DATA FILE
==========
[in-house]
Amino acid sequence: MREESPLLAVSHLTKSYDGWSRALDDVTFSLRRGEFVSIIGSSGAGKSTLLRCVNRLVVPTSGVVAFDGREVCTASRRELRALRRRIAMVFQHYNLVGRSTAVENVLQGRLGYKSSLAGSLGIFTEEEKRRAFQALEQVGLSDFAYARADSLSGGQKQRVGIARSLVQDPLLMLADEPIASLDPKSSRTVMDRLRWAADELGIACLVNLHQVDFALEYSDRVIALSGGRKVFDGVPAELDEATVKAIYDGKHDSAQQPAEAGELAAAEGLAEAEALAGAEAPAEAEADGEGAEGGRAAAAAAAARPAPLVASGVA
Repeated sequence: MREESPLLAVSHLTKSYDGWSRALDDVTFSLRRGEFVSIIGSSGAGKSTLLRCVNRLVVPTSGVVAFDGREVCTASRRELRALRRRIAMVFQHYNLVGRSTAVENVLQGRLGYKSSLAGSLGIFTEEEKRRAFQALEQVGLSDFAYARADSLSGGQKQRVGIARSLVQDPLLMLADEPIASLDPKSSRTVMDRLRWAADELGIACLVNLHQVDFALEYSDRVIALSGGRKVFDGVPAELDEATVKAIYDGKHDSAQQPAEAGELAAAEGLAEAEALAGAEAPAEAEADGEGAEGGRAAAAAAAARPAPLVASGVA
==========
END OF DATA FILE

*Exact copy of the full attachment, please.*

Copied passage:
[in-house]
Amino acid sequence: MREESPLLAVSHLTKSYDGWSRALDDVTFSLRRGEFVSIIGSSGAGKSTLLRCVNRLVVPTSGVVAFDGREVCTASRRELRALRRRIAMVFQHYNLVGRSTAVENVLQGRLGYKSSLAGSLGIFTEEEKRRAFQALEQVGLSDFAYARADSLSGGQKQRVGIARSLVQDPLLMLADEPIASLDPKSSRTVMDRLRWAADELGIACLVNLHQVDFALEYSDRVIALSGGRKVFDGVPAELDEATVKAIYDGKHDSAQQPAEAGELAAAEGLAEAEALAGAEAPAEAEADGEGAEGGRAAAAAAAARPAPLVASGVA
Repeated sequence: MREESPLLAVSHLTKSYDGWSRALDDVTFSLRRGEFVSIIGSSGAGKSTLLRCVNRLVVPTSGVVAFDGREVCTASRRELRALRRRIAMVFQHYNLVGRSTAVENVLQGRLGYKSSLAGSLGIFTEEEKRRAFQALEQVGLSDFAYARADSLSGGQKQRVGIARSLVQDPLLMLADEPIASLDPKSSRTVMDRLRWAADELGIACLVNLHQVDFALEYSDRVIALSGGRKVFDGVPAELDEATVKAIYDGKHDSAQQPAEAGELAAAEGLAEAEALAGAEAPAEAEADGEGAEGGRAAAAAAAARPAPLVASGVA